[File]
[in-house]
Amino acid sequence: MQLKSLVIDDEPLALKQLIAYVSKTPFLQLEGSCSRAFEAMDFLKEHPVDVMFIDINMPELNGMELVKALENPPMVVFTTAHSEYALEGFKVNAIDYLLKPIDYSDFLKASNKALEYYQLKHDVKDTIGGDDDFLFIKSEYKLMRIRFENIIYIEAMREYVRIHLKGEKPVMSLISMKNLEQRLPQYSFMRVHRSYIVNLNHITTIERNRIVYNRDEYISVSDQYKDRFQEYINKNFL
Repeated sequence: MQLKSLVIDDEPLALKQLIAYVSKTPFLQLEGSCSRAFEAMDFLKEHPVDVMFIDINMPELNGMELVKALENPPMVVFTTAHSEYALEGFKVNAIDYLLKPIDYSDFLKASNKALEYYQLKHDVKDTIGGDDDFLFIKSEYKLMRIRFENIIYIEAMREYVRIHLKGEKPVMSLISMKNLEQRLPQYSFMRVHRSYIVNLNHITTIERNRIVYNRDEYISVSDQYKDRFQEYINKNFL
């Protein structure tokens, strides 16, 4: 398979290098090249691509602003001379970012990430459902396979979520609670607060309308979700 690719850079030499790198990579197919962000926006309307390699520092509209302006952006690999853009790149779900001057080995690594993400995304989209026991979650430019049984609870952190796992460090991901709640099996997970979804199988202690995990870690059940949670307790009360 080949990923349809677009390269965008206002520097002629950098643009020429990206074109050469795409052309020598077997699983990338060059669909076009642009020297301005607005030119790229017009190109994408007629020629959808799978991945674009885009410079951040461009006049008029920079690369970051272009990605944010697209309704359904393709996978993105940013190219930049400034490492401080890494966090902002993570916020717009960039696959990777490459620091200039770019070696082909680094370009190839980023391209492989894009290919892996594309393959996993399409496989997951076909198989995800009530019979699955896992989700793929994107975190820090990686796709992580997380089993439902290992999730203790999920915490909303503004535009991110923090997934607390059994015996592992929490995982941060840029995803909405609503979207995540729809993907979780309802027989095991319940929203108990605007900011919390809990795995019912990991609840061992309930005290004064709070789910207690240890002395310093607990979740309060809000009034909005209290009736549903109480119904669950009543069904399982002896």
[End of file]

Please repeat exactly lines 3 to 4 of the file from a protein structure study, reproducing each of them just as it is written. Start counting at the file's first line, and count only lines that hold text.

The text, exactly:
Repeated sequence: MQLKSLVIDDEPLALKQLIAYVSKTPFLQLEGSCSRAFEAMDFLKEHPVDVMFIDINMPELNGMELVKALENPPMVVFTTAHSEYALEGFKVNAIDYLLKPIDYSDFLKASNKALEYYQLKHDVKDTIGGDDDFLFIKSEYKLMRIRFENIIYIEAMREYVRIHLKGEKPVMSLISMKNLEQRLPQYSFMRVHRSYIVNLNHITTIERNRIVYNRDEYISVSDQYKDRFQEYINKNFL
């Protein structure tokens, strides 16, 4: 398979290098090249691509602003001379970012990430459902396979979520609670607060309308979700 690719850079030499790198990579197919962000926006309307390699520092509209302006952006690999853009790149779900001057080995690594993400995304989209026991979650430019049984609870952190796992460090991901709640099996997970979804199988202690995990870690059940949670307790009360 080949990923349809677009390269965008206002520097002629950098643009020429990206074109050469795409052309020598077997699983990338060059669909076009642009020297301005607005030119790229017009190109994408007629020629959808799978991945674009885009410079951040461009006049008029920079690369970051272009990605944010697209309704359904393709996978993105940013190219930049400034490492401080890494966090902002993570916020717009960039696959990777490459620091200039770019070696082909680094370009190839980023391209492989894009290919892996594309393959996993399409496989997951076909198989995800009530019979699955896992989700793929994107975190820090990686796709992580997380089993439902290992999730203790999920915490909303503004535009991110923090997934607390059994015996592992929490995982941060840029995803909405609503979207995540729809993907979780309802027989095991319940929203108990605007900011919390809990795995019912990991609840061992309930005290004064709070789910207690240890002395310093607990979740309060809000009034909005209290009736549903109480119904669950009543069904399982002896």